Kevin from Mansfield
Is it possible to become a shuttle pilot or commander without going through the Air Force?
I think the Air Force is great, I really do. I spent 25 years in the Air Force. But I have to admit that it is possible to get to be an astronaut, a commander or pilot, by going through the Navy. But one way or the other you've got to go through the test pilot school that is operated by the Air Force or the Navy. All of the shuttle pilots and commanders are test pilot school graduates, and that's where the training is located, in the military services.
Angel from Los Angeles
How does NASA select who is going to be the first person to step on another planet, like for example the first man who stepped on the Moon?
Well I'm not sure that NASA actually decided it, I think that probably it was as much a crew matter as it was a policy matter for NASA. But the commander takes the lead in such steps, and I think that when we have the first landing on Mars, the flight's commander will probably put the first steps on that planet as well, just like we did on the Moon. But I think NASA doesn't really get involved in policy matters at that level. That's the type of thing that the crew decides.
Nicholas from Lancaster, California
Is it cool to look at Earth in space?
Yeah, it really is. We touched upon this a minute ago about what you can see, but let me extend the conversation just a little bit further and talk about the oceans. When I'd go out to fly I'd take a lot of time studying the atlas and so I knew the international boundaries, and the river valleys, the major cities were going to be along our flight path, I'd study them rather extensively. But I forgot to study the oceans, you know, and when you look at an atlas, what you see are mostly land masses. But some of the most beautiful parts of the planet are the oceans. All the islands in the Indian Ocean look like strings of pearls, and other islands look like emeralds and rubies, the coral reefs, the Great Barrier Reef off of Australia, they're absolutely fascinating to look at. When we flew, Kilauea in Hawaii was erupting, and you could see that from space! So you know, you get a tremendous opportunity to see the planet and see really interesting things that are going on on the planet. At the same time, I have to tell you that you can see environmental damage done to the planet, the hidden activity it has caused, and that's distressing. We really need to worry about that, and I think astronauts and cosmonauts the world over have come back from their first mission with a renewed appreciation for how fragile the planet is, and how we have to take care of it.... The very best pictures that have come back, on the IMAX film, were just fascinating to look at, but it still doesn't come close to what the human eye sees out the window. It's not like being there.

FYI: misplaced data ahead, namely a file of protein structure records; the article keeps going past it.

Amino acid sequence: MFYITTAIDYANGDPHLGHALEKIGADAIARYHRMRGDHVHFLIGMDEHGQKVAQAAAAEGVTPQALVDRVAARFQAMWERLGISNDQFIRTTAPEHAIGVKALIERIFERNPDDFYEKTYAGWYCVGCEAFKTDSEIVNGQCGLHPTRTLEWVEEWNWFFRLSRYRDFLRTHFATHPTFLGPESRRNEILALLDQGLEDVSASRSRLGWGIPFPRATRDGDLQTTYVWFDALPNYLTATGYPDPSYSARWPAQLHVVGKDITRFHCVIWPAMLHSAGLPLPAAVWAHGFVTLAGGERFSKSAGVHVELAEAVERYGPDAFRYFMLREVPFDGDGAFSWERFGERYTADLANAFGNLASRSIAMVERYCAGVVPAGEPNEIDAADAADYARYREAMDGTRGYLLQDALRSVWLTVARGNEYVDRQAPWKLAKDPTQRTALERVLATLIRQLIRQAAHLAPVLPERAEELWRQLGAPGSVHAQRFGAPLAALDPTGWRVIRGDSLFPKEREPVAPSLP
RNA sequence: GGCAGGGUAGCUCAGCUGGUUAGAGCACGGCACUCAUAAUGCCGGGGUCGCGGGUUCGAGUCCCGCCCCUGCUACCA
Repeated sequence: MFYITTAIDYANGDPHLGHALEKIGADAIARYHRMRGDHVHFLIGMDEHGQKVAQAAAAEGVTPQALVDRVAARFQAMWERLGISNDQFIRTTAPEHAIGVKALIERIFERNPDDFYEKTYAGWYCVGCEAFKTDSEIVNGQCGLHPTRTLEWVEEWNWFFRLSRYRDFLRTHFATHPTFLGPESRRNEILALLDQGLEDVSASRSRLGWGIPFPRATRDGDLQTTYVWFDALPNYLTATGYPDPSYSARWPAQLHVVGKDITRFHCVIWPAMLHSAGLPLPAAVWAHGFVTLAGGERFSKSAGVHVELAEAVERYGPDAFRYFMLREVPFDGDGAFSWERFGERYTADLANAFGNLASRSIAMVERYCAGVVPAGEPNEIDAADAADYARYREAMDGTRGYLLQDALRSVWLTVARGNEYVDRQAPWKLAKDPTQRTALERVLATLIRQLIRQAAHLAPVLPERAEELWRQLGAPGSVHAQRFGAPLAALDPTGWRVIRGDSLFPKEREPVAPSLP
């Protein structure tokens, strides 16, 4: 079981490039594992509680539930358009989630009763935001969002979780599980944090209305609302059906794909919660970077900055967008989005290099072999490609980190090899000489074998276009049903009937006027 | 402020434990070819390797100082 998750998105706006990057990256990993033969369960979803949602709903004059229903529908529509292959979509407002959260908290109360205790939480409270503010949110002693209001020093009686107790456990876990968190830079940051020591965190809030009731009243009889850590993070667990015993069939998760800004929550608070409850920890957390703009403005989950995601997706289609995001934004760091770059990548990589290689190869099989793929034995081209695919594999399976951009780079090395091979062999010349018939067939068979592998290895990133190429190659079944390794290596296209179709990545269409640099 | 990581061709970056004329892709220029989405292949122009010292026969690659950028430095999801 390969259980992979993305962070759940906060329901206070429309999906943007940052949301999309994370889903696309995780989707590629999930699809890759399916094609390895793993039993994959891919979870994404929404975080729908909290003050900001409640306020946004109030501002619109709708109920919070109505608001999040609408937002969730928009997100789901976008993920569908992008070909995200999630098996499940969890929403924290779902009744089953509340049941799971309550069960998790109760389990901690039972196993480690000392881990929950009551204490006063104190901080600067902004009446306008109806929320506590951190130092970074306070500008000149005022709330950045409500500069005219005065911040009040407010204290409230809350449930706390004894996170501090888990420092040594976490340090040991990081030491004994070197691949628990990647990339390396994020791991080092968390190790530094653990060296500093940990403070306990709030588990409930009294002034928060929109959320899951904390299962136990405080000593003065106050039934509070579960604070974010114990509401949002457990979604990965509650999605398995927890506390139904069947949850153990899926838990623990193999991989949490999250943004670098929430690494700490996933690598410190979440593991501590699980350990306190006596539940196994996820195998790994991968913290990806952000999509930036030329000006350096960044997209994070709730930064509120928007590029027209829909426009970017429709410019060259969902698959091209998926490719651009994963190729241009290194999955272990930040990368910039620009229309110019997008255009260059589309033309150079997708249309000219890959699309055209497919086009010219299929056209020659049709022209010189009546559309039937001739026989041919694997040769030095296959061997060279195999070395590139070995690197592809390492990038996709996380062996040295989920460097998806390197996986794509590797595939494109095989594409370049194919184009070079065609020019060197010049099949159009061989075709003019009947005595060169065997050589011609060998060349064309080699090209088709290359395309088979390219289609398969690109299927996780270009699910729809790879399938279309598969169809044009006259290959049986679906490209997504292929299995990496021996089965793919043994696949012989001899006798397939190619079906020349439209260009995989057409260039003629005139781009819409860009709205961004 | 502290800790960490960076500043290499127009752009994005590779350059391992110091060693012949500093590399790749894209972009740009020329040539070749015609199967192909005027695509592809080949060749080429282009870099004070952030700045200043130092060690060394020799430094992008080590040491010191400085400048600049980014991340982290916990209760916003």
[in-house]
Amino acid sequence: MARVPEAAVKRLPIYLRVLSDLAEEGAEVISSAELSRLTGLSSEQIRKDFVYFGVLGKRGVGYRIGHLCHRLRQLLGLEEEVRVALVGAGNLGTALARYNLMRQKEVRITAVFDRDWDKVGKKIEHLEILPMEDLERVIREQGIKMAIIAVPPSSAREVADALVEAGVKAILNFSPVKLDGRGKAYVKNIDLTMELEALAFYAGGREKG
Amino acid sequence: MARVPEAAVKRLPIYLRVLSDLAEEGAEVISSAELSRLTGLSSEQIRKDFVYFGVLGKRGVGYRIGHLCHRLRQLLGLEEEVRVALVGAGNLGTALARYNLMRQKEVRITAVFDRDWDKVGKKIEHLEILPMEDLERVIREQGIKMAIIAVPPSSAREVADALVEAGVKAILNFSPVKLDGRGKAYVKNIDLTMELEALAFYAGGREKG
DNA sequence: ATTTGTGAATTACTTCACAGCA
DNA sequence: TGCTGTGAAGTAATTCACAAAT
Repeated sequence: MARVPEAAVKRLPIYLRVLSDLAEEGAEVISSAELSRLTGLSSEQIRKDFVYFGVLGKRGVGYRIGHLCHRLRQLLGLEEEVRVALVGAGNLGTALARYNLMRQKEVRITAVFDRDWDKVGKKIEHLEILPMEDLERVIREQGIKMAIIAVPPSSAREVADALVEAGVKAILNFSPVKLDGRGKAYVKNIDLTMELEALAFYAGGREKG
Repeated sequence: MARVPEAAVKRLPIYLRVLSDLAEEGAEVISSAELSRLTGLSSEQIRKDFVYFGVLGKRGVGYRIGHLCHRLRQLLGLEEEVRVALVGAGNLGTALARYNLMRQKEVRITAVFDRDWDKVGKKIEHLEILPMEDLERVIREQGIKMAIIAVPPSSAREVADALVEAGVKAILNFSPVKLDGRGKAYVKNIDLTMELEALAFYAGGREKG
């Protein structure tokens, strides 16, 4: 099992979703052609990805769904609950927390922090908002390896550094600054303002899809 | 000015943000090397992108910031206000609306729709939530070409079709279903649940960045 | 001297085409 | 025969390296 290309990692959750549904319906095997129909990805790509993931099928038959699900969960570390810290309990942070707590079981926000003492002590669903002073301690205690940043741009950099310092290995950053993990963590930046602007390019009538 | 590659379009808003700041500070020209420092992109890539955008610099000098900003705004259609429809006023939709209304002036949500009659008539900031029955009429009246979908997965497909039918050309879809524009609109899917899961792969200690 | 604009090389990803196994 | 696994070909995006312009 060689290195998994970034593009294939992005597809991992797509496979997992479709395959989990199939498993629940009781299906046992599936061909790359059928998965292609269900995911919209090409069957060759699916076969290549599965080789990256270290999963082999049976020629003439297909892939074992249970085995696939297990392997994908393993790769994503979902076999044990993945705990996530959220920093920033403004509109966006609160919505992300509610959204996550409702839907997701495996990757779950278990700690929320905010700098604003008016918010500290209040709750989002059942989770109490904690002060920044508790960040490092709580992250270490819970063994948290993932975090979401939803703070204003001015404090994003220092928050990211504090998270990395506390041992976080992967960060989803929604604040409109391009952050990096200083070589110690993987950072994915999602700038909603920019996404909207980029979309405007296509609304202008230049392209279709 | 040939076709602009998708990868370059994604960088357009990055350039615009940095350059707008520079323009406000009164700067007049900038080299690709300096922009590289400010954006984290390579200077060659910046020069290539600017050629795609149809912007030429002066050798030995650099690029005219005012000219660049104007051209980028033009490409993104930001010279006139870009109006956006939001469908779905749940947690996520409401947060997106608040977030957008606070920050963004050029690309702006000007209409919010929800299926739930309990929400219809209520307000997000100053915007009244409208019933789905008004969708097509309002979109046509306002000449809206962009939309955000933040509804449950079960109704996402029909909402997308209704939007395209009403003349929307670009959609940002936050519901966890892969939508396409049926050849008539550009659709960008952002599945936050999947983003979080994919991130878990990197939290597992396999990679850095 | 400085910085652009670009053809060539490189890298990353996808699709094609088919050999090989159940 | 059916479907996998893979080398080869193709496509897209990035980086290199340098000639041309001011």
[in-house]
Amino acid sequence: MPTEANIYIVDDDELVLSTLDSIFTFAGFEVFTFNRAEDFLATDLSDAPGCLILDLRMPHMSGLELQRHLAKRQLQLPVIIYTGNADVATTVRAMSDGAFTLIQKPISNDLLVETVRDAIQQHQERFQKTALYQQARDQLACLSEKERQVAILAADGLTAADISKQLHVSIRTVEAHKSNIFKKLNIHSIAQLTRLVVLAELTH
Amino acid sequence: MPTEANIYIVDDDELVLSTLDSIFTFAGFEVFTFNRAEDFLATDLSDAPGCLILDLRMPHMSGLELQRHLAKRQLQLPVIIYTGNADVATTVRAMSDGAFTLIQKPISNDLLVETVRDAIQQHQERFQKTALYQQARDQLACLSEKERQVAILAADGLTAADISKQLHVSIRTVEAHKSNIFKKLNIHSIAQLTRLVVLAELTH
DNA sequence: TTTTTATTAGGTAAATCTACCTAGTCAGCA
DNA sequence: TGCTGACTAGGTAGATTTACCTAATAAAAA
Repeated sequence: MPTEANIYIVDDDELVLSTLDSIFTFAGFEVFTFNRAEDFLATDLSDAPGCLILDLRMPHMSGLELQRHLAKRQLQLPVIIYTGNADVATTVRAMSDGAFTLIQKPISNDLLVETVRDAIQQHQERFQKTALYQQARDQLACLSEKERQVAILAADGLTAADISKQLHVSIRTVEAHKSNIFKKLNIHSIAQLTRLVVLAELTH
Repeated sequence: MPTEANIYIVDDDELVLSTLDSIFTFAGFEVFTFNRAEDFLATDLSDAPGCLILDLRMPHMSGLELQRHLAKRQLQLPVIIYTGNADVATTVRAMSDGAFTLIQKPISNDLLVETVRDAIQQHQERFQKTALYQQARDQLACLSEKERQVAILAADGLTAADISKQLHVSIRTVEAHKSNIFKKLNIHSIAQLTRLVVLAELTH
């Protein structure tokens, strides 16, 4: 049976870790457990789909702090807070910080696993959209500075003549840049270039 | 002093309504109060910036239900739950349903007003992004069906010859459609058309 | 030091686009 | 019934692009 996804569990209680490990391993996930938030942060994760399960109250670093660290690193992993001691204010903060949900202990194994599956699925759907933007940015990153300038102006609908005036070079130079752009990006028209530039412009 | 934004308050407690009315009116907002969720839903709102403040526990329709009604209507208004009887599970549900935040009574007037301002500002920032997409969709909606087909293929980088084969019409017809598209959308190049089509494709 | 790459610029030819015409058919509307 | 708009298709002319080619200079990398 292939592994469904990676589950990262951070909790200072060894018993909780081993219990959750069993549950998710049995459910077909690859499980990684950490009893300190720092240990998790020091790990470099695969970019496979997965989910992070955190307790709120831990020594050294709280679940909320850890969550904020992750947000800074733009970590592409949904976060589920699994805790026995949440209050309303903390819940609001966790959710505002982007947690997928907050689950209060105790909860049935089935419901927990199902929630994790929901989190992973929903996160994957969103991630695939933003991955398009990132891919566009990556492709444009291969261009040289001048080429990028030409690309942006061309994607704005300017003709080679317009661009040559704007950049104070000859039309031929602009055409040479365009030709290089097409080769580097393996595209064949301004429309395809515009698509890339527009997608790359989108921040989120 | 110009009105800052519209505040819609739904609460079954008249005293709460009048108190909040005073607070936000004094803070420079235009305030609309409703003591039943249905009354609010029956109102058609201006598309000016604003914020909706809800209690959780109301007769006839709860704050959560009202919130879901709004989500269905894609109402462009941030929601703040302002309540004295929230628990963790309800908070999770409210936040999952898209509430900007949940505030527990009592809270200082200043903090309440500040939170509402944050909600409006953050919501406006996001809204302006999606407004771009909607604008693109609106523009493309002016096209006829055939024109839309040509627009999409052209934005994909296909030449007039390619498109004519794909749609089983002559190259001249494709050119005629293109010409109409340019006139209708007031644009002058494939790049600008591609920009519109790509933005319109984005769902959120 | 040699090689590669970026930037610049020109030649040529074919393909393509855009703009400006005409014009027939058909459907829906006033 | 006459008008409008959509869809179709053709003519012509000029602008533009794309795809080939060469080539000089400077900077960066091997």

Alex from Birmingham
What courses did you take in school and college that you think impacted you becoming an astronaut the most? Other than staying in school and going to college, what was the most influential thing you did to become an astronaut?